One of Denmark’s oldest parties, the Georgist, single-tax, anti-EU Justice Party has announced that it is to stand for Parliament again at the next election, after some 25 years outside the Folketing.
“We have been through a short but hectic period in recent months to get ourselves ready. We have probably been out of focus for too long,” says Party Political Spokesman Poul Gerhard Kristiansen.
The party has not, however, yet collected the 20,000 signatures necessary to stand at the next election, but expects to be able to do so – provided that the Justice Ministry will agree to allow the party to use the digital universe to gain support for its nomination.
The Justice Party’s core political issues are the environment, opposition to the European Union and increased taxation on property rather than on work and labour.
“A major change in the tax system from taxing labour to taxing land – that is property – is almost taboo,” Kristiansen says.
The Justice Party adheres to the theories of the 19th century American political economist Henry George, who called for a land value or single tax on all land. The Justice Party was voted into Parliament for the first time in 1926 and was a coalition partner with the Social Democrats and Social Liberals in the late fifties.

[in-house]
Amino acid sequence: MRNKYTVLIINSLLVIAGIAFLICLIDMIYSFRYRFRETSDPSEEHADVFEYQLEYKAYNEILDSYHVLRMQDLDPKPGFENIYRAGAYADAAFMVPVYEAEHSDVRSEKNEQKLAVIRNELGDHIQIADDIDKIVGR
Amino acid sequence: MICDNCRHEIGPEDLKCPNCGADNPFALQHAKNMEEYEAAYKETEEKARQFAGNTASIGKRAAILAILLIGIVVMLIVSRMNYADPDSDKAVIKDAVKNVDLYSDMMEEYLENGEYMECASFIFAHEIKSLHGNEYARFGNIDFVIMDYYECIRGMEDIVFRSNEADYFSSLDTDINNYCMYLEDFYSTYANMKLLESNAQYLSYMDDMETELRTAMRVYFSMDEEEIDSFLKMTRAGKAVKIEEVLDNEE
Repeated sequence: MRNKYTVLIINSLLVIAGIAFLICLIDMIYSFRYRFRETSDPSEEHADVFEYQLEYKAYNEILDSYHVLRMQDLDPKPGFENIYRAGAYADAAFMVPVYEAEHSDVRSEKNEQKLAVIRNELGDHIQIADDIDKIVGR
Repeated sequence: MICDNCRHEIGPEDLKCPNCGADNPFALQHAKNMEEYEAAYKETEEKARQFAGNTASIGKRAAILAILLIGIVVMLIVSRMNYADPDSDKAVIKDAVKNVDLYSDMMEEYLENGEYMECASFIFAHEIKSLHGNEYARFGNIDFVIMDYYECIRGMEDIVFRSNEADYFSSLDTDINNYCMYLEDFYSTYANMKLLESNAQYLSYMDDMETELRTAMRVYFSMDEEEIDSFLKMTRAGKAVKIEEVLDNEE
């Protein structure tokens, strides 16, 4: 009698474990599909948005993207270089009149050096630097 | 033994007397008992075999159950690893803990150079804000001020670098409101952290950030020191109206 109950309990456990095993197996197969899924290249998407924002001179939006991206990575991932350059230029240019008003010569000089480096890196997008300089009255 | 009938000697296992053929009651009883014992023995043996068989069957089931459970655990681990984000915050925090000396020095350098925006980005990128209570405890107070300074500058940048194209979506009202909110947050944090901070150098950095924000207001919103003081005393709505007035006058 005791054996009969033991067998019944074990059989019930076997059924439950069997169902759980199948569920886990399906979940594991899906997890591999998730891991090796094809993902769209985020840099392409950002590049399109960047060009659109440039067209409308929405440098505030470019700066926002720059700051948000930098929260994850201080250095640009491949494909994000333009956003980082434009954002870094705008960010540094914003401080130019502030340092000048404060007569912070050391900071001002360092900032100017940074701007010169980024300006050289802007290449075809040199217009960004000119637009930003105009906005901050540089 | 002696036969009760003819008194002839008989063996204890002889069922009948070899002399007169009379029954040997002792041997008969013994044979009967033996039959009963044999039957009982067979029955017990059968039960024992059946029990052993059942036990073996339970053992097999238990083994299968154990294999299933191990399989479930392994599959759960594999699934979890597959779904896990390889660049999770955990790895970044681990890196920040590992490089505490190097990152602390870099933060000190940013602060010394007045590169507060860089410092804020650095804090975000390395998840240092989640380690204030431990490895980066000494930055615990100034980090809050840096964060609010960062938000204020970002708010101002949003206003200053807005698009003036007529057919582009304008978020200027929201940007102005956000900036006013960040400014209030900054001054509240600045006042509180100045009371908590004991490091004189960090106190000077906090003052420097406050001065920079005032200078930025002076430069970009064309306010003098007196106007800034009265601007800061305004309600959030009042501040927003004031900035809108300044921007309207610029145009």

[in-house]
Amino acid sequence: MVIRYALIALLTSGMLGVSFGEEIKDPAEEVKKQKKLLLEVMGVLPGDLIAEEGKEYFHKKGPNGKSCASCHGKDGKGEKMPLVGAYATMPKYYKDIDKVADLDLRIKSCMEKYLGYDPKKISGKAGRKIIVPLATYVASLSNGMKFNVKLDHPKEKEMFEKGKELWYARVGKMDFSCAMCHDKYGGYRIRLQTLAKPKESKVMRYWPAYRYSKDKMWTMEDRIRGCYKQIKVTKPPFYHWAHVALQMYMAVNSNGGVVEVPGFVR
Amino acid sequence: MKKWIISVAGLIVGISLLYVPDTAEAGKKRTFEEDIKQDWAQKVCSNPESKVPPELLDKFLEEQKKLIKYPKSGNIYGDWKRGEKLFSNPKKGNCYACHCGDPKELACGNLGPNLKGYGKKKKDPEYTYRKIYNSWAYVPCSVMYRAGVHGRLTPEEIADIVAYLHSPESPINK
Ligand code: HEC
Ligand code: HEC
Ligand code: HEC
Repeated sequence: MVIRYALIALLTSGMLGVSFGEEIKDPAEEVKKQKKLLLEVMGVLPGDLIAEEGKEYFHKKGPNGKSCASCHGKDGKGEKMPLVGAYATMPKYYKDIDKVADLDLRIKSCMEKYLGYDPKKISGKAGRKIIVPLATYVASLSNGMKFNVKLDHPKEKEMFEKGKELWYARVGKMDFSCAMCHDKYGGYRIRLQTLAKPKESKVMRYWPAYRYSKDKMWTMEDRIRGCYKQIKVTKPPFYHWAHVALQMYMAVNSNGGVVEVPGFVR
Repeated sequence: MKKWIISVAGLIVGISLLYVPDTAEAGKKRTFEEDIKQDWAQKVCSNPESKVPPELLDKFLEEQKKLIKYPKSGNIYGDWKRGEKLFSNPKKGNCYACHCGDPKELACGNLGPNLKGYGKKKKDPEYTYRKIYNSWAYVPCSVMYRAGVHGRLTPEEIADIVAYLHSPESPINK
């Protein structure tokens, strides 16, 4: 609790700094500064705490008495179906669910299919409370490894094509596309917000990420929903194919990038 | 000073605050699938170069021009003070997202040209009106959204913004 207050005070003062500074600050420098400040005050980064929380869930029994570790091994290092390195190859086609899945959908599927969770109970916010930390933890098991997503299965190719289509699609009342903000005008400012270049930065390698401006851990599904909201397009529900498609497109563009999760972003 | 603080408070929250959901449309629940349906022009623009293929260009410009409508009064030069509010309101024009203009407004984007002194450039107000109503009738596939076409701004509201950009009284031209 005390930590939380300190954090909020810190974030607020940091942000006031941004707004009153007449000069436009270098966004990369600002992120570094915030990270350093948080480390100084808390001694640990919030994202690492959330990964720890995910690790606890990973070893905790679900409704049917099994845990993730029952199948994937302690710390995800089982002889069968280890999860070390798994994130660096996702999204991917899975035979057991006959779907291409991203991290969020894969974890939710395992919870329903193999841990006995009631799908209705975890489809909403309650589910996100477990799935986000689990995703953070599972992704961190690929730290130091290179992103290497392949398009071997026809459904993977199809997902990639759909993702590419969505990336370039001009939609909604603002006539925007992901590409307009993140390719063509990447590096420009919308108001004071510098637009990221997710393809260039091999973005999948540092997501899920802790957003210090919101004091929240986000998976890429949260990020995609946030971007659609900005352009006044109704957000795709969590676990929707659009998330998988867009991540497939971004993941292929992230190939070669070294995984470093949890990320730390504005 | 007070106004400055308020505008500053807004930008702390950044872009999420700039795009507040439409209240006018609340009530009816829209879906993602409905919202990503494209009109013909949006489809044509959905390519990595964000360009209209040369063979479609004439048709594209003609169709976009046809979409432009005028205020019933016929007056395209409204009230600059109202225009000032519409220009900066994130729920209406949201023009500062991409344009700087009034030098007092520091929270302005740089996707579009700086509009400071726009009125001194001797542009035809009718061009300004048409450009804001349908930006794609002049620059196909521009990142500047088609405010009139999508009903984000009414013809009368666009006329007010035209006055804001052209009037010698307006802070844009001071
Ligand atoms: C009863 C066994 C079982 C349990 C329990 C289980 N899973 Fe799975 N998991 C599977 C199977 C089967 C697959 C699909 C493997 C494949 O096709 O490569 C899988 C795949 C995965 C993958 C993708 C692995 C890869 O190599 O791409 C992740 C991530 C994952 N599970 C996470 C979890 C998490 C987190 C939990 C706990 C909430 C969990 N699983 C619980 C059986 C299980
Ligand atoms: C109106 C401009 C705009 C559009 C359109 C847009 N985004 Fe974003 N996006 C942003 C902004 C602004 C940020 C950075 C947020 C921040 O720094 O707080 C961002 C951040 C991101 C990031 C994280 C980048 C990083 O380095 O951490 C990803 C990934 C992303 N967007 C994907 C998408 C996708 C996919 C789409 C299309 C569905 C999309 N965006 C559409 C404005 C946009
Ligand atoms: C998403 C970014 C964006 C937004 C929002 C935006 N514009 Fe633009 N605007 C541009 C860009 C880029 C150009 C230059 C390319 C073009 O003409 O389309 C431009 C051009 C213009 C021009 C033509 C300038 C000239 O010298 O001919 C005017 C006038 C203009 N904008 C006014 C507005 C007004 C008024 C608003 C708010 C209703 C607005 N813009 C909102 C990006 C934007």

It is not the first time that the party has attempted a comeback. After its stint in government the party failed to win re-election and from 1960 to 1973 it remained outside Parliament. In 1973, however, it swept back into the Folketing with five seats, predominantly as a result of its opposition to the EEC.
In the 1981 election, however, it failed to win enough support for representation and from 1990 onwards stopped contesting national elections. In 2005, the party ran on a double ticket with the Minority Party, but also here failed to enter Parliament.
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Edited by Julian Isherwood